EU Forest representatives, including CEPF, Copa-Cogeca, ELO and EUSTAFOR, recently teamed up to organise an event aimed at addressing the "significant" contribution of multi-functional forests to the EU’s climate and biodiversity objectives.

Entitled ‘Seeing the forest for the trees – the multi-functional role of EU forests’, the event was hosted by MEP Petri Sarvamaa, rapporteur for the EP’s initiative report on the EU Forest Strategy.

The organisers said that while more than one third of Europe is covered by forests which provide European citizens with economic, environmental and social benefits, the multi-functional role of forests is all too often overlooked. This is mainly due to the spread of generalised messages, such as the degradation of EU forests, the purely commercial use of forests, etc.

Such messages underestimate the continuous efforts undertaken by forest owners and managers to ensure sustainable forest development and to maximise their potential to serve people, the climate and nature. In fact, EU forest owners and managers have a long tradition of and hands-on experience in sustainable management of multifunctional forests. This was showcased by three practical examples: the management of wetlands in Sweden, tools to enhance the multifunctionality of forests in Croatia and agroforestry in Portugal.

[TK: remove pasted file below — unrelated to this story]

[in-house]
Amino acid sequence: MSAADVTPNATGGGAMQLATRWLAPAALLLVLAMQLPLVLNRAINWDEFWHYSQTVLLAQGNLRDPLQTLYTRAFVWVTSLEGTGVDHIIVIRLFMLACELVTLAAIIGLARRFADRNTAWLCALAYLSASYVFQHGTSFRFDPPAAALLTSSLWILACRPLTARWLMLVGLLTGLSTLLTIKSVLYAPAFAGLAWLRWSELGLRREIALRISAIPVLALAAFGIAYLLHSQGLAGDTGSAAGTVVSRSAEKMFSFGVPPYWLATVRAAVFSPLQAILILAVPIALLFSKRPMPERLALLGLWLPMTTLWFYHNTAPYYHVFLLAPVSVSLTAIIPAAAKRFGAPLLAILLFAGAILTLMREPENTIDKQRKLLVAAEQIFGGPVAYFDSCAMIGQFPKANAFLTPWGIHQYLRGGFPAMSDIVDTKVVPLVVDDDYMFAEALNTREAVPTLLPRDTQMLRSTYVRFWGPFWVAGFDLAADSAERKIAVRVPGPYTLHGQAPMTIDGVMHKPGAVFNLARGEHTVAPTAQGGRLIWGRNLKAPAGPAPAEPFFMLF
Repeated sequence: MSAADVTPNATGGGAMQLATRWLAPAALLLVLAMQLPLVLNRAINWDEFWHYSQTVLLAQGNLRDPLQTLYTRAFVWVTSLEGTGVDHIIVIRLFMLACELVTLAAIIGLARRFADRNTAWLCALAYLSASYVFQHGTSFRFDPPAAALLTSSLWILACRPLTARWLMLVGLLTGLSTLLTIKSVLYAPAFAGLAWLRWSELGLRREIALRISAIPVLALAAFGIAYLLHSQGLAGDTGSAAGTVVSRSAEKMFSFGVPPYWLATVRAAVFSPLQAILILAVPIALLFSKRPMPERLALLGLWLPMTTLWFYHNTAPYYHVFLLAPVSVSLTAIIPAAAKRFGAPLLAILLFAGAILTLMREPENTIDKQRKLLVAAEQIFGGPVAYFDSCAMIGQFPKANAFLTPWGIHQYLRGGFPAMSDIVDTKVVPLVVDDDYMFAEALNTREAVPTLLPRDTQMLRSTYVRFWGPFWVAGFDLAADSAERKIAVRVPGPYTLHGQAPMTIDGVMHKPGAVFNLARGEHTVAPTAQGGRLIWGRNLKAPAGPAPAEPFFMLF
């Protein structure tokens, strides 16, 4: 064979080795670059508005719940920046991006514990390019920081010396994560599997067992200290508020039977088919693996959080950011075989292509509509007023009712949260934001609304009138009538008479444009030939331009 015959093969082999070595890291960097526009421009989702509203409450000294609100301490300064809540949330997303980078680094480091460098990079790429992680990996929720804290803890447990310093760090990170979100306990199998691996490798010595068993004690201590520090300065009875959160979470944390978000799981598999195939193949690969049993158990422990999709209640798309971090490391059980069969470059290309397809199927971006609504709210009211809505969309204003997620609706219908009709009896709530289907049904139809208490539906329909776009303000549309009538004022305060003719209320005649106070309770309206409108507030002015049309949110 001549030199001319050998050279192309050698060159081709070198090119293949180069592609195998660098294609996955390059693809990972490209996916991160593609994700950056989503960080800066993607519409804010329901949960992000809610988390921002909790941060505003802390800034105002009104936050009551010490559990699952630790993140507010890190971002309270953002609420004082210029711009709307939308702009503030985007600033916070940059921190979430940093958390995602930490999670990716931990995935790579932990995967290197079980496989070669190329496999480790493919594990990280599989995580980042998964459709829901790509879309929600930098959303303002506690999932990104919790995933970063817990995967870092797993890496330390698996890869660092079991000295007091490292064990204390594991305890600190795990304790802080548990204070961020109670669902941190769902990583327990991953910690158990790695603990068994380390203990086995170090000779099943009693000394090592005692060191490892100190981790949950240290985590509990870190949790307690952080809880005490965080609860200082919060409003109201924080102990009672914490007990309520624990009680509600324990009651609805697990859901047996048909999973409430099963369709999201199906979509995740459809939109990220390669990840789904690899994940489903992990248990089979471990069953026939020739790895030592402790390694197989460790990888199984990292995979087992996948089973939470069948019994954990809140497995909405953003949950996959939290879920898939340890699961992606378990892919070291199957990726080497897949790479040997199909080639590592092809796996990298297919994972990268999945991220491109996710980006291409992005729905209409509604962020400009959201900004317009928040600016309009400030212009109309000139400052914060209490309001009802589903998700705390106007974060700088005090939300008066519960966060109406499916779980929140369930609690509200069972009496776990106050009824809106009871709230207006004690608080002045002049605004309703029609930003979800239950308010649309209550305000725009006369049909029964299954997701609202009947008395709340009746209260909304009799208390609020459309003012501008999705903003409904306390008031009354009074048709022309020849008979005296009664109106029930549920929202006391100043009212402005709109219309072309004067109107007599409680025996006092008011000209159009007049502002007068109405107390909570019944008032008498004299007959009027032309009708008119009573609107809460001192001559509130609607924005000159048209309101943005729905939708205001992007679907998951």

In addition, it was also highlighted that collaboration between policymakers and the forest sector is central to optimising the multiple benefits provided by forests. This is particularly relevant within the context of climate change and emerging societal expectations in Europe.

MEP Petri Sarvamaa underlined that, "A self-standing and robust EU Forest Strategy is the most appropriate tool to enable multifunctional EU forests to tackle the challenges of our time.”

Actors in the forestry sector believe that a balanced approach to all forest functions is key to ensuring consistency between forest-related policies.

The future EU Forest Strategy should establish a framework for all relevant initiatives within the European Green Deal. These include the EU Biodiversity Strategy, the EU Climate Law – achieving climate neutrality by 2050, the EU bio-based circular economy, the Common Agricultural Policy (CAP) and other policies.